• Joining my mailing list (see the sidebar of my blog)
  • Following me on Pinterest
  • Following me on Instagram

Let me know your additional entries in the comments.

Giveaway ends next Monday, Nov 24. Good luck!!!

P.S. If you don’t win this giveaway, a set of Jamberry Nails is a much much better deal than a manicure in a salon! Also, there are enough nail wraps in one order for at least two manicures. It’s worth a try, I think!


Congrats to #20, Carly of, winner of the giveaway! Carly, I sent you an email. :)

84 :: in giveaway

Confessions of a Third Culture Kid + A Book Giveaway

Update on 11.4.2014: The winner of the book giveaway, according to, is #10: Karen. Congratulations, Karen! I’ll email you to get your address. Thank you for all your wonderful, insightful, and beautiful comments, everyone!



On the L: With my siblings and dad at the pyramids circa 1996. I’m the one with the unfortunate bangs on the far left.
On the R: Back at the pyramids with Elliott and Lena (!) in 2010.

A recent Monday morning. Six women sat around a table, plates filled with food, ready to talk.

“Let’s get to know each other a little better by sharing about the cities we’ve lived in,” my new core group leader suggested, shifting the baby in her arms as she surveyed our small group. “Might but a fun way to tell our life stories. I’ll start…”

In my seat next to her, I tensed inwardly. I felt my otherness, my weirdness, slipping back over me. I had dressed like the others, talked like the others; I fit in, they thought. I looked the part. I looked like a nice, average American girl, just like everyone else in the group.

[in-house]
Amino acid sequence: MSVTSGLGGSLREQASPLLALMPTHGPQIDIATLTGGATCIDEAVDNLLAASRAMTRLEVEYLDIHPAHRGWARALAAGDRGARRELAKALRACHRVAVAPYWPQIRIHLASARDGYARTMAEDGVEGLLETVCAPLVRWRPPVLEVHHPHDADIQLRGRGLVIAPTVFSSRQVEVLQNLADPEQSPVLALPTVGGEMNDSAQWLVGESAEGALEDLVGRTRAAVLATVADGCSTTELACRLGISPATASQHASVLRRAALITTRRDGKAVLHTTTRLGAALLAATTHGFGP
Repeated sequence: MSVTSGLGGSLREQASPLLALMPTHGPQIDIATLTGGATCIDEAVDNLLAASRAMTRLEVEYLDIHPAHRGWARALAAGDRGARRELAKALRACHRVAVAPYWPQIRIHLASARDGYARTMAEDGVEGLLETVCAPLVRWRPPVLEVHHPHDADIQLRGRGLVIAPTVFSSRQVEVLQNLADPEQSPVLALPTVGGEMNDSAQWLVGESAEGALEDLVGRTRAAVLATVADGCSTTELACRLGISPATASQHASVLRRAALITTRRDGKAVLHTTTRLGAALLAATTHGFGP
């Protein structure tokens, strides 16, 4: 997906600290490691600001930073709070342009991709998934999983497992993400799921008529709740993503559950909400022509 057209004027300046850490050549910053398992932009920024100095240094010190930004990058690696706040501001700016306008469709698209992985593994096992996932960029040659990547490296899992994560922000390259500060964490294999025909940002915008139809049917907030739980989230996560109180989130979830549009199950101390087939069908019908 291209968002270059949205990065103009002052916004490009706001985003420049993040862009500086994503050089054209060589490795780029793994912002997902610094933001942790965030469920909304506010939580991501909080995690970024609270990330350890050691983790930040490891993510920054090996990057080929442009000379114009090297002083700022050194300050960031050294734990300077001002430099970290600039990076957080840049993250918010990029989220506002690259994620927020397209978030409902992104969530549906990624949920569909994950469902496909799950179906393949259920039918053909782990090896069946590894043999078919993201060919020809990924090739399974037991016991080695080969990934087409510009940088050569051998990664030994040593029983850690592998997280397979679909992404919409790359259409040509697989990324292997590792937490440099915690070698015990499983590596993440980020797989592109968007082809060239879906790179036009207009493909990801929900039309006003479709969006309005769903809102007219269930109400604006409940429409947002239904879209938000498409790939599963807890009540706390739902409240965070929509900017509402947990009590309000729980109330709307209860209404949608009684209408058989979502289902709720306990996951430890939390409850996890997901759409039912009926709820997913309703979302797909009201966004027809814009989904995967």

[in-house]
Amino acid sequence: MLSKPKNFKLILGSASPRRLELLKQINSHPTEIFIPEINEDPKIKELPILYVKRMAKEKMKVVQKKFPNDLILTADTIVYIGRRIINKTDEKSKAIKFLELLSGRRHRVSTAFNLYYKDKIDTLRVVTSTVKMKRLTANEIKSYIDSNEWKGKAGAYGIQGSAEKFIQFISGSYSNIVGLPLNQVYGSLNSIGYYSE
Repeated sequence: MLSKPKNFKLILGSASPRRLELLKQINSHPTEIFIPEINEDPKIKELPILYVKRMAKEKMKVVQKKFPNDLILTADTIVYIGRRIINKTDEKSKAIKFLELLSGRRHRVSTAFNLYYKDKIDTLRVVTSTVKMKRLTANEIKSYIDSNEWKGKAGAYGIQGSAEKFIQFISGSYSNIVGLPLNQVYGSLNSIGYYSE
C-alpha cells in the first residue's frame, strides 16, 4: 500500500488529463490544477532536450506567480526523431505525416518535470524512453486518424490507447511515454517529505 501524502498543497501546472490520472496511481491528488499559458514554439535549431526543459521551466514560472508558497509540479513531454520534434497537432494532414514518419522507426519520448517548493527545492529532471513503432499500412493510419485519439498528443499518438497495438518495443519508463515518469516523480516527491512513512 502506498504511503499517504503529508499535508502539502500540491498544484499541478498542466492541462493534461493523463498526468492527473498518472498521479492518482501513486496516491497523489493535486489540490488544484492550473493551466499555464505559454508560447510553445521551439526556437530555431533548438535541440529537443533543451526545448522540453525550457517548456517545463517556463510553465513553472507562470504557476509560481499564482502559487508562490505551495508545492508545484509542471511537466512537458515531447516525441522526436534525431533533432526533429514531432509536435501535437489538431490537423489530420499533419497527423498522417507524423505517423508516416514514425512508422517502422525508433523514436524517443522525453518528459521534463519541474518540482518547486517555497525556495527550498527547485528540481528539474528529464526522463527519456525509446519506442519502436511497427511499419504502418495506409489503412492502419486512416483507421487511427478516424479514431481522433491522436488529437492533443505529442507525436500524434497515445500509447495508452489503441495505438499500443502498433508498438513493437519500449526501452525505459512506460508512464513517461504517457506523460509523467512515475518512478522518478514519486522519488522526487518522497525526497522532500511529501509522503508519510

But that’s just part of my story. It’s only the last eight years of my life story, actually. The eight years that involve living in America, going to an American school, marrying a semi-American boy, and having two cute and semi-American children.

The 19 years before the last eight were what had me sweating.

I didn’t grow up in the States. I was born in Egypt and lived in Australia, Singapore, Pakistan, Singapore again, India, and Brazil all before I started college. It was a different life, a life studded with foods and holidays and cultures and languages that I can taste on my tongue, see in my memory, and long for without warning.

As I waited for my turn to share my life story last week, I remembered a book I was reading at home called Between Worlds: Essays on Culture and Belonging. The author, blogger Marilyn Gardner, is a friend of mine, and recently I had agreed to read and review her book. However, I had no idea how relevant the book would be to me. Marilyn also grew up overseas; she spent her childhood in Pakistan and her adulthood between Egypt, Pakistan, and the States. (Sound like someone you know?!)


With my dad when he graduated from the American University of Cairo in 1987.

In her book, Marilyn writes with poignant understanding about third culture kids: children who spent most of their childhoods outside their passport country. Her observations and anecdotes flooded me with memories, sometimes bringing me to tears, sometimes leaving me running to Elliott, saying, “Listen to this! I have felt this way and it’s so true!”

Here’s one of my favorite quotes (which perfectly captured how I felt that Monday as I prepared — again — to share my “third culture kid” childhood):